Vileness and Violence : The Cornelian Corpse. / Harris, Joseph.

In: Early Modern French Studies , Vol. 39, No. 2, 2017, p. 144-156 .

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Vileness and Violence : The Cornelian Corpse. / Harris, Joseph.

In: Early Modern French Studies , Vol. 39, No. 2, 2017, p. 144-156 .

Research output: Contribution to journalArticlepeer-review

Harvard

Harris, J 2017, 'Vileness and Violence: The Cornelian Corpse', Early Modern French Studies , vol. 39, no. 2, pp. 144-156 . https://doi.org/10.1080/20563035.2017.1380566

APA

Vancouver

Author

Harris, Joseph. / Vileness and Violence : The Cornelian Corpse. In: Early Modern French Studies . 2017 ; Vol. 39, No. 2. pp. 144-156 .

BibTeX

@article{b8f264c61bcc4ac799fec067432ce773,
title = "Vileness and Violence: The Cornelian Corpse",
abstract = "Although the title hero never sets foot onstage during the play, Corneille{\textquoteright}s tragedy La Mort de Pomp{\'e}e (1643) offers one of the author{\textquoteright}s most extensive and gruesome engagements with the corporeality of death. Having been led into a trap set by the cowardly Egyptian king Ptolom{\'e}e, the Roman military hero Pomp{\'e}e is cruelly assassinated early in the play; his dead body is then decapitated, and then dumped into the sea, while his head is triumphantly presented to his horrified military rival C{\'e}sar. Although, as I demonstrate, a vocabulary of vileness recurs throughout the play in words such as {\textquoteleft}vil{\textquoteright}, {\textquoteleft}bas{\textquoteright}, and {\textquoteleft}abject{\textquoteright}, it is not — as we might expect — Pomp{\'e}e{\textquoteright}s mutilated corpse that is depicted in such terms. Paradoxically, the body itself retains a certain moral (if not physical) integrity; both Pomp{\'e}e{\textquoteright}s head and trunk serve as touchstones for the nobility or villainy of those who encounter them. For the nobler characters, Pomp{\'e}e{\textquoteright}s corpse evokes the grandeur of his heroic past. Conversely, the stain of vileness and villainy is displaced from the corpse itself onto Pomp{\'e}e{\textquoteright}s cruel assassins and the craven king who authorized the murder — those who prove too base to recognize the true horror of their deeds.",
author = "Joseph Harris",
year = "2017",
doi = "10.1080/20563035.2017.1380566",
language = "English",
volume = "39",
pages = "144--156 ",
journal = "Early Modern French Studies ",
issn = "2056-3035",
publisher = "Routledge",
number = "2",

}

RIS

TY - JOUR

T1 - Vileness and Violence

T2 - The Cornelian Corpse

AU - Harris, Joseph

PY - 2017

Y1 - 2017

N2 - Although the title hero never sets foot onstage during the play, Corneille’s tragedy La Mort de Pompée (1643) offers one of the author’s most extensive and gruesome engagements with the corporeality of death. Having been led into a trap set by the cowardly Egyptian king Ptolomée, the Roman military hero Pompée is cruelly assassinated early in the play; his dead body is then decapitated, and then dumped into the sea, while his head is triumphantly presented to his horrified military rival César. Although, as I demonstrate, a vocabulary of vileness recurs throughout the play in words such as ‘vil’, ‘bas’, and ‘abject’, it is not — as we might expect — Pompée’s mutilated corpse that is depicted in such terms. Paradoxically, the body itself retains a certain moral (if not physical) integrity; both Pompée’s head and trunk serve as touchstones for the nobility or villainy of those who encounter them. For the nobler characters, Pompée’s corpse evokes the grandeur of his heroic past. Conversely, the stain of vileness and villainy is displaced from the corpse itself onto Pompée’s cruel assassins and the craven king who authorized the murder — those who prove too base to recognize the true horror of their deeds.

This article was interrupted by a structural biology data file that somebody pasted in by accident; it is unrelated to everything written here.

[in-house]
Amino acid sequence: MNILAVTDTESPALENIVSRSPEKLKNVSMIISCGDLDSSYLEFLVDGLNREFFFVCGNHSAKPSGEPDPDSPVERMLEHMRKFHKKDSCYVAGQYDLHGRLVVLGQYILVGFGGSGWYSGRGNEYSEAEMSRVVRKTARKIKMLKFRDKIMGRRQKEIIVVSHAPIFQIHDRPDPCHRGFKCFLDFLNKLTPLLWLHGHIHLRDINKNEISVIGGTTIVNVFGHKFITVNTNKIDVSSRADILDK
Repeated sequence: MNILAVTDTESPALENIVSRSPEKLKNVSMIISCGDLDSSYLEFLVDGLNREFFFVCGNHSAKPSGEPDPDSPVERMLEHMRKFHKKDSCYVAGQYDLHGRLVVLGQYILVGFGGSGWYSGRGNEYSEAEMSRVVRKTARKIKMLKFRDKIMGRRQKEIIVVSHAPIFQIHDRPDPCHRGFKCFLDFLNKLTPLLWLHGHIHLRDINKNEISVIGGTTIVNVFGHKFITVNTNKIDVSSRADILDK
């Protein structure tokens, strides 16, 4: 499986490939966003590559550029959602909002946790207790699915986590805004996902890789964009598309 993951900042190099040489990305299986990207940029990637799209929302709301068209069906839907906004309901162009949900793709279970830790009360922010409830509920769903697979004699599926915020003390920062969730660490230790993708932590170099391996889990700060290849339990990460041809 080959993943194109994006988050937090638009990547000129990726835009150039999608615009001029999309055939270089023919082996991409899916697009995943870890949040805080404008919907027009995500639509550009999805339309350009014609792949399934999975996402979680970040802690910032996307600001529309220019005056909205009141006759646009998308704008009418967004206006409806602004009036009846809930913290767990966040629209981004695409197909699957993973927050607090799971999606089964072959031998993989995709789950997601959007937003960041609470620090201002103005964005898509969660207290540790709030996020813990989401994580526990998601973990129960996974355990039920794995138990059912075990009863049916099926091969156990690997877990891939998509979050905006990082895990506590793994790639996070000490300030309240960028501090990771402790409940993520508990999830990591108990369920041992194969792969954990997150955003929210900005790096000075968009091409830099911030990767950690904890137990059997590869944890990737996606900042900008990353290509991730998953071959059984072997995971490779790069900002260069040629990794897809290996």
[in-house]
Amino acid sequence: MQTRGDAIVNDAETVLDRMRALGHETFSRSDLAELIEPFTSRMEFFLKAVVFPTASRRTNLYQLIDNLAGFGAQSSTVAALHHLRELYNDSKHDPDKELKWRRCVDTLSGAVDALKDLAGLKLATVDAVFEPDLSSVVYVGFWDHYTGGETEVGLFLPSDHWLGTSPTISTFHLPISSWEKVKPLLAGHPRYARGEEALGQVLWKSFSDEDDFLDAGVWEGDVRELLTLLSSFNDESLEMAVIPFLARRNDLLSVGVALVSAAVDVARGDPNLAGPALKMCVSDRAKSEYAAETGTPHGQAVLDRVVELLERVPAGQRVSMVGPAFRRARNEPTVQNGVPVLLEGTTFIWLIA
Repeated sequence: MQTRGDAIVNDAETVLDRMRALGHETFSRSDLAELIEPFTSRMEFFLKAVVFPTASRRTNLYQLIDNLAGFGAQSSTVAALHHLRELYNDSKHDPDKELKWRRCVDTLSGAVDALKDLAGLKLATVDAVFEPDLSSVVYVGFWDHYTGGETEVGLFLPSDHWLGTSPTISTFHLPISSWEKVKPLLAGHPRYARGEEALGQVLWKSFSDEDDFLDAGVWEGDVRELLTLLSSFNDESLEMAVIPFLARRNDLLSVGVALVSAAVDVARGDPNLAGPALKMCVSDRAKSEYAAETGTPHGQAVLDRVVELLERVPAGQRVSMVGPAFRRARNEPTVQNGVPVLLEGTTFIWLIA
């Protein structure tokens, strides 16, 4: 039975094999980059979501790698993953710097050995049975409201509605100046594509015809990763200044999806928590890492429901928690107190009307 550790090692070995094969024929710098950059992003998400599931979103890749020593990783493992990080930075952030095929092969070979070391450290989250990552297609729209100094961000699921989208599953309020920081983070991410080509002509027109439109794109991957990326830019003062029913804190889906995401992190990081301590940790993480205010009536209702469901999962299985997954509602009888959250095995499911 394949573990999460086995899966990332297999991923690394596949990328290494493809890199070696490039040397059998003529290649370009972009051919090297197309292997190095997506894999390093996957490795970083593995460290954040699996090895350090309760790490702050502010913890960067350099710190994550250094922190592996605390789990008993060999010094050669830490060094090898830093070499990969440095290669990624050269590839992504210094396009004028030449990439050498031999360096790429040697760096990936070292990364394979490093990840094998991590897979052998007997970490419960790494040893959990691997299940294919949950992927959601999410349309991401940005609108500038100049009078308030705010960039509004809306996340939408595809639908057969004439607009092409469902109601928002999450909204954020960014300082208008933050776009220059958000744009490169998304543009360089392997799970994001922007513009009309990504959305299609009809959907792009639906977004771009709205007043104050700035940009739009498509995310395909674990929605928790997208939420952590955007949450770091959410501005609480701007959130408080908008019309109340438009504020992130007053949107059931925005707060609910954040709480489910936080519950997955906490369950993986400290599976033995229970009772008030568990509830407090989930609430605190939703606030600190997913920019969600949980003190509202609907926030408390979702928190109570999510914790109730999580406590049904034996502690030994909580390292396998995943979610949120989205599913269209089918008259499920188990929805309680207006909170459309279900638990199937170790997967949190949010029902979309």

AB - Although the title hero never sets foot onstage during the play, Corneille’s tragedy La Mort de Pompée (1643) offers one of the author’s most extensive and gruesome engagements with the corporeality of death. Having been led into a trap set by the cowardly Egyptian king Ptolomée, the Roman military hero Pompée is cruelly assassinated early in the play; his dead body is then decapitated, and then dumped into the sea, while his head is triumphantly presented to his horrified military rival César. Although, as I demonstrate, a vocabulary of vileness recurs throughout the play in words such as ‘vil’, ‘bas’, and ‘abject’, it is not — as we might expect — Pompée’s mutilated corpse that is depicted in such terms. Paradoxically, the body itself retains a certain moral (if not physical) integrity; both Pompée’s head and trunk serve as touchstones for the nobility or villainy of those who encounter them. For the nobler characters, Pompée’s corpse evokes the grandeur of his heroic past. Conversely, the stain of vileness and villainy is displaced from the corpse itself onto Pompée’s cruel assassins and the craven king who authorized the murder — those who prove too base to recognize the true horror of their deeds.

U2 - 10.1080/20563035.2017.1380566

DO - 10.1080/20563035.2017.1380566

M3 - Article

VL - 39

SP - 144

EP - 156

JO - Early Modern French Studies

JF - Early Modern French Studies

SN - 2056-3035

IS - 2

ER -